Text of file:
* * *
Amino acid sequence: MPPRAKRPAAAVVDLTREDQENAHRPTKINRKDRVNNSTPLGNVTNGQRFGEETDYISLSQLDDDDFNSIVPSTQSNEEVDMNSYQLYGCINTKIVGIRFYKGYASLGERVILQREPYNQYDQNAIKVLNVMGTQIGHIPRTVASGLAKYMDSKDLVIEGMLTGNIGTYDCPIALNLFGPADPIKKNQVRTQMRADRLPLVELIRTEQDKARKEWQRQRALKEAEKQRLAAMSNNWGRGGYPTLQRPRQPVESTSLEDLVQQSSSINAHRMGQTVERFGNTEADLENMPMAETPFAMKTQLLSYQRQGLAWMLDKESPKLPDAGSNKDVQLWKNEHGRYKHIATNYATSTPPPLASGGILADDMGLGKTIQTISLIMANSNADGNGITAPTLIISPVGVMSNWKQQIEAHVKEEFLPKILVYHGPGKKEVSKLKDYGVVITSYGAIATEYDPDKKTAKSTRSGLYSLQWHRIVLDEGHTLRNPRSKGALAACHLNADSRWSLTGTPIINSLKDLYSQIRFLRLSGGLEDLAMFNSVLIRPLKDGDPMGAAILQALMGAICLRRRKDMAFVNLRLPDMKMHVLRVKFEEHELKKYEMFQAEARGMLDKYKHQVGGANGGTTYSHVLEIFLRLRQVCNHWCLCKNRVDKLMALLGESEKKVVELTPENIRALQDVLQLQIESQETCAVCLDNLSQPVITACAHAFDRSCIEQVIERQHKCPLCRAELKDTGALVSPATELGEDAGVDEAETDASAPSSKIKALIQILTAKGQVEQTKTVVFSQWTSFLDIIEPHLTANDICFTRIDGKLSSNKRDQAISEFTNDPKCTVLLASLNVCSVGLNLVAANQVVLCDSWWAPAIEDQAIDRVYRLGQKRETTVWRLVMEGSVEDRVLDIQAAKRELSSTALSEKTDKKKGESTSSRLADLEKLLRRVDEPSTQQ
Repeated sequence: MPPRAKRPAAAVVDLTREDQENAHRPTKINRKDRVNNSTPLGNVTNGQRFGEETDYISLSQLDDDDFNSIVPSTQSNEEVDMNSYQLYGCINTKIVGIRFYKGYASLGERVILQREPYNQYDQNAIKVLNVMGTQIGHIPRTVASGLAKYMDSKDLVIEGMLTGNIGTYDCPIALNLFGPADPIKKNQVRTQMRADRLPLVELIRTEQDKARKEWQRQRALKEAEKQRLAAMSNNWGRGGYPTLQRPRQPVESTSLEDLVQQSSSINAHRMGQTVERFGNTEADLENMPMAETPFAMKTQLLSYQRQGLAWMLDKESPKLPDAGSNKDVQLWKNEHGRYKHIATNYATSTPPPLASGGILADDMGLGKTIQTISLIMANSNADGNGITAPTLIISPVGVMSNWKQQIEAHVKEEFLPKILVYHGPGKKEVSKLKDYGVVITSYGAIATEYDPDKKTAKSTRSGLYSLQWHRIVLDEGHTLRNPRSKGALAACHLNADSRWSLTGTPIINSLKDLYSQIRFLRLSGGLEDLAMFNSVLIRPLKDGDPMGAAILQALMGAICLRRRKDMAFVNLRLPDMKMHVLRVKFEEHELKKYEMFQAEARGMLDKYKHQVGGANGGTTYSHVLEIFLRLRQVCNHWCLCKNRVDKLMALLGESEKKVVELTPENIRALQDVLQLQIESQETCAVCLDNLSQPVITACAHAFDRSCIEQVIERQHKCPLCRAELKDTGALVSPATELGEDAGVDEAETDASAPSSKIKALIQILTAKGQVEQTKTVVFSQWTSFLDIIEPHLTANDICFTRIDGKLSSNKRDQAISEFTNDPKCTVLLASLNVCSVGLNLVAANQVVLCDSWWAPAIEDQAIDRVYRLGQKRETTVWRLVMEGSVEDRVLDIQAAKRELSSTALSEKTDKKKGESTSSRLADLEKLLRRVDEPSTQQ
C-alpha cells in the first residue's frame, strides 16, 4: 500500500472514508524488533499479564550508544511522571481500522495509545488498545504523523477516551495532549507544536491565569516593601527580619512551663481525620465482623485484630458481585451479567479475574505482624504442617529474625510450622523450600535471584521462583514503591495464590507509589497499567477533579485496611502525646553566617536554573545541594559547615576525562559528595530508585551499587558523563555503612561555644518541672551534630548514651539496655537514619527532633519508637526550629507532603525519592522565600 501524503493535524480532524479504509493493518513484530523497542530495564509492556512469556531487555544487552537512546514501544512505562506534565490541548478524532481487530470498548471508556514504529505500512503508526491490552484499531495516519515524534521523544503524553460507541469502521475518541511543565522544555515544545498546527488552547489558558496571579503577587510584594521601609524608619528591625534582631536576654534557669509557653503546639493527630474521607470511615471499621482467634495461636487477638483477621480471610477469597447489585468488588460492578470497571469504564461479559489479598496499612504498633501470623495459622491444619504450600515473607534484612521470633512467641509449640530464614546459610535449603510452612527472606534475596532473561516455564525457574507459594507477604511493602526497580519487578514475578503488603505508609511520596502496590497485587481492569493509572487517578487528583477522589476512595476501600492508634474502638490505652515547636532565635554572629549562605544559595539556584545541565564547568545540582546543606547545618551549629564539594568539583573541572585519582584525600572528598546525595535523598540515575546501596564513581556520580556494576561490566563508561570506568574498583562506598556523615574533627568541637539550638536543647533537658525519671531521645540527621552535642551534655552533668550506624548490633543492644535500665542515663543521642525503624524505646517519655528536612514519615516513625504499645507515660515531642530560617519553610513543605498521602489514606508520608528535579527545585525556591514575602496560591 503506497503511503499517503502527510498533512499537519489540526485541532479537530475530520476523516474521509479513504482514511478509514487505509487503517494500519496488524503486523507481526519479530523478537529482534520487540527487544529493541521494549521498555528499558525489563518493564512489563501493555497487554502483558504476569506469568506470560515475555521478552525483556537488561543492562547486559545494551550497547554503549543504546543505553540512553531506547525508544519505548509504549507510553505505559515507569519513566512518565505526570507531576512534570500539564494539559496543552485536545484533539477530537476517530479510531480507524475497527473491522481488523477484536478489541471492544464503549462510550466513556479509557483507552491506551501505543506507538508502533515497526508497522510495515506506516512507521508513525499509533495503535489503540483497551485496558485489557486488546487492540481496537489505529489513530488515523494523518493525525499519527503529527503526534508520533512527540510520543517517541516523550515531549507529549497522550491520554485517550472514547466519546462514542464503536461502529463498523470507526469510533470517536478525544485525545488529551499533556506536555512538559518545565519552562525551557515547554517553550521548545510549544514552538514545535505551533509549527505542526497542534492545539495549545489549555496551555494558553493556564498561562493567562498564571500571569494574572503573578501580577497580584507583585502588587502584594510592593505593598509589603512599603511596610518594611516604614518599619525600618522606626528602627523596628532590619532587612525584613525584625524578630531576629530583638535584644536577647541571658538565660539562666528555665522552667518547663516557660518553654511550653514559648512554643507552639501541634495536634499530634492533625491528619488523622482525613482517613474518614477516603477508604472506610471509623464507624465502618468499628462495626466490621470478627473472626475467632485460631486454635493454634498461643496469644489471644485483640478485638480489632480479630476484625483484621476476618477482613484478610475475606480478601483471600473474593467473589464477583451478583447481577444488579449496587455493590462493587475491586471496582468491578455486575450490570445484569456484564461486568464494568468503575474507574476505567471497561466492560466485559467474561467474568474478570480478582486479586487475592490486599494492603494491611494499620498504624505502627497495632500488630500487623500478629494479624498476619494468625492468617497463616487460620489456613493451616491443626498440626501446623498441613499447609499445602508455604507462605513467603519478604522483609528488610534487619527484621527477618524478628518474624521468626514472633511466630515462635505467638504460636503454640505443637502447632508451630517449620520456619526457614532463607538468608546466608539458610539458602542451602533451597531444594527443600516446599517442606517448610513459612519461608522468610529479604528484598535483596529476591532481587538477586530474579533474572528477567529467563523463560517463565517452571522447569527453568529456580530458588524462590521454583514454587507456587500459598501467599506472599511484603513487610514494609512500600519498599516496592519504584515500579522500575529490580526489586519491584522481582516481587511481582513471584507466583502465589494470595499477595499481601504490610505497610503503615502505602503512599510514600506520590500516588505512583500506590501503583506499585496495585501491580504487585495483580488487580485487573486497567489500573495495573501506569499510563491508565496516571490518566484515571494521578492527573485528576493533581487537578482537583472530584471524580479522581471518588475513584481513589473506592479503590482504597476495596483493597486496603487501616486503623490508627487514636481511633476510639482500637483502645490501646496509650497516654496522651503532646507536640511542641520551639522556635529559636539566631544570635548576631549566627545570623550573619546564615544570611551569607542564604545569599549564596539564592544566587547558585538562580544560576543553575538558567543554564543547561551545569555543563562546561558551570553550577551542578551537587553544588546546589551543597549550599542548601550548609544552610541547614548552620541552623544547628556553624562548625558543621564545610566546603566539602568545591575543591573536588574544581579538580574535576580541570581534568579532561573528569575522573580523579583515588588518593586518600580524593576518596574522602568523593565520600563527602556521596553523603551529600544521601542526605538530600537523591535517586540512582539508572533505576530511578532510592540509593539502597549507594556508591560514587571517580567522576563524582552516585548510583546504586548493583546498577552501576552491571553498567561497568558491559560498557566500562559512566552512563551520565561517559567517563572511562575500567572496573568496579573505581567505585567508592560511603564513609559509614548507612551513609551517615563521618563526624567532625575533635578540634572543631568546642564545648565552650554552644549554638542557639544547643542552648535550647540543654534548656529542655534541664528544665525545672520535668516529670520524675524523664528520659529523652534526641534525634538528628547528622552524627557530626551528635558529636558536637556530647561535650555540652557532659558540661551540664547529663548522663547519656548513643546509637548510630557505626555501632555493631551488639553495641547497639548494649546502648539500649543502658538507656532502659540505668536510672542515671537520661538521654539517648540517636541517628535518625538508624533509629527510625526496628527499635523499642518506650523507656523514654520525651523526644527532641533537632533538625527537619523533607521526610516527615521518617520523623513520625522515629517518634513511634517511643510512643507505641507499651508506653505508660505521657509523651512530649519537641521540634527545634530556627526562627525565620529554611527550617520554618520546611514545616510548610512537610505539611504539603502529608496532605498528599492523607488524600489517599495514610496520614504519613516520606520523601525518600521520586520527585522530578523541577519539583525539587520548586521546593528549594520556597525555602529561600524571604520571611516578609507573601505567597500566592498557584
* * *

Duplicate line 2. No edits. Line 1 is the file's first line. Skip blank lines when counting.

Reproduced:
Repeated sequence: MPPRAKRPAAAVVDLTREDQENAHRPTKINRKDRVNNSTPLGNVTNGQRFGEETDYISLSQLDDDDFNSIVPSTQSNEEVDMNSYQLYGCINTKIVGIRFYKGYASLGERVILQREPYNQYDQNAIKVLNVMGTQIGHIPRTVASGLAKYMDSKDLVIEGMLTGNIGTYDCPIALNLFGPADPIKKNQVRTQMRADRLPLVELIRTEQDKARKEWQRQRALKEAEKQRLAAMSNNWGRGGYPTLQRPRQPVESTSLEDLVQQSSSINAHRMGQTVERFGNTEADLENMPMAETPFAMKTQLLSYQRQGLAWMLDKESPKLPDAGSNKDVQLWKNEHGRYKHIATNYATSTPPPLASGGILADDMGLGKTIQTISLIMANSNADGNGITAPTLIISPVGVMSNWKQQIEAHVKEEFLPKILVYHGPGKKEVSKLKDYGVVITSYGAIATEYDPDKKTAKSTRSGLYSLQWHRIVLDEGHTLRNPRSKGALAACHLNADSRWSLTGTPIINSLKDLYSQIRFLRLSGGLEDLAMFNSVLIRPLKDGDPMGAAILQALMGAICLRRRKDMAFVNLRLPDMKMHVLRVKFEEHELKKYEMFQAEARGMLDKYKHQVGGANGGTTYSHVLEIFLRLRQVCNHWCLCKNRVDKLMALLGESEKKVVELTPENIRALQDVLQLQIESQETCAVCLDNLSQPVITACAHAFDRSCIEQVIERQHKCPLCRAELKDTGALVSPATELGEDAGVDEAETDASAPSSKIKALIQILTAKGQVEQTKTVVFSQWTSFLDIIEPHLTANDICFTRIDGKLSSNKRDQAISEFTNDPKCTVLLASLNVCSVGLNLVAANQVVLCDSWWAPAIEDQAIDRVYRLGQKRETTVWRLVMEGSVEDRVLDIQAAKRELSSTALSEKTDKKKGESTSSRLADLEKLLRRVDEPSTQQ